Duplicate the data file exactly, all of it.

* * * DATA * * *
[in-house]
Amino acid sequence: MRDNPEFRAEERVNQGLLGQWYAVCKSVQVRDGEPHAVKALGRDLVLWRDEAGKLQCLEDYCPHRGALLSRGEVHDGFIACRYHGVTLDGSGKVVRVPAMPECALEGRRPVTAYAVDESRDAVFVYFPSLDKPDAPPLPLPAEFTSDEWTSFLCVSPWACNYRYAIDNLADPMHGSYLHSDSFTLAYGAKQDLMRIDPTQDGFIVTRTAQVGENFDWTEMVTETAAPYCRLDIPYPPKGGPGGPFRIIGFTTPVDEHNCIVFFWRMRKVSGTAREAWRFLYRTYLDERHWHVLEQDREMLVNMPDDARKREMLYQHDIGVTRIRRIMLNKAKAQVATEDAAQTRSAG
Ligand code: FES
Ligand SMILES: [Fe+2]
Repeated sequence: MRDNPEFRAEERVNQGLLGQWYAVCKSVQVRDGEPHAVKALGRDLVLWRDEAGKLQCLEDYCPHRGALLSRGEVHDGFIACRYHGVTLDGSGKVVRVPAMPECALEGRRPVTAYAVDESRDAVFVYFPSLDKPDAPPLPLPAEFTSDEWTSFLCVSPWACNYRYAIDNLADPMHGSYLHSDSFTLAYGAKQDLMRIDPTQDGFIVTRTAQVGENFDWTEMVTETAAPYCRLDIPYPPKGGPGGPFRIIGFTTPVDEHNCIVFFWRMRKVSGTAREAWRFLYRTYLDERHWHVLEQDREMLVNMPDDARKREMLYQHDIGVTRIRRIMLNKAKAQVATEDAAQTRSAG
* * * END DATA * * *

[in-house]
Amino acid sequence: MRDNPEFRAEERVNQGLLGQWYAVCKSVQVRDGEPHAVKALGRDLVLWRDEAGKLQCLEDYCPHRGALLSRGEVHDGFIACRYHGVTLDGSGKVVRVPAMPECALEGRRPVTAYAVDESRDAVFVYFPSLDKPDAPPLPLPAEFTSDEWTSFLCVSPWACNYRYAIDNLADPMHGSYLHSDSFTLAYGAKQDLMRIDPTQDGFIVTRTAQVGENFDWTEMVTETAAPYCRLDIPYPPKGGPGGPFRIIGFTTPVDEHNCIVFFWRMRKVSGTAREAWRFLYRTYLDERHWHVLEQDREMLVNMPDDARKREMLYQHDIGVTRIRRIMLNKAKAQVATEDAAQTRSAG
Ligand code: FES
Ligand SMILES: [Fe+2]
Repeated sequence: MRDNPEFRAEERVNQGLLGQWYAVCKSVQVRDGEPHAVKALGRDLVLWRDEAGKLQCLEDYCPHRGALLSRGEVHDGFIACRYHGVTLDGSGKVVRVPAMPECALEGRRPVTAYAVDESRDAVFVYFPSLDKPDAPPLPLPAEFTSDEWTSFLCVSPWACNYRYAIDNLADPMHGSYLHSDSFTLAYGAKQDLMRIDPTQDGFIVTRTAQVGENFDWTEMVTETAAPYCRLDIPYPPKGGPGGPFRIIGFTTPVDEHNCIVFFWRMRKVSGTAREAWRFLYRTYLDERHWHVLEQDREMLVNMPDDARKREMLYQHDIGVTRIRRIMLNKAKAQVATEDAAQTRSAG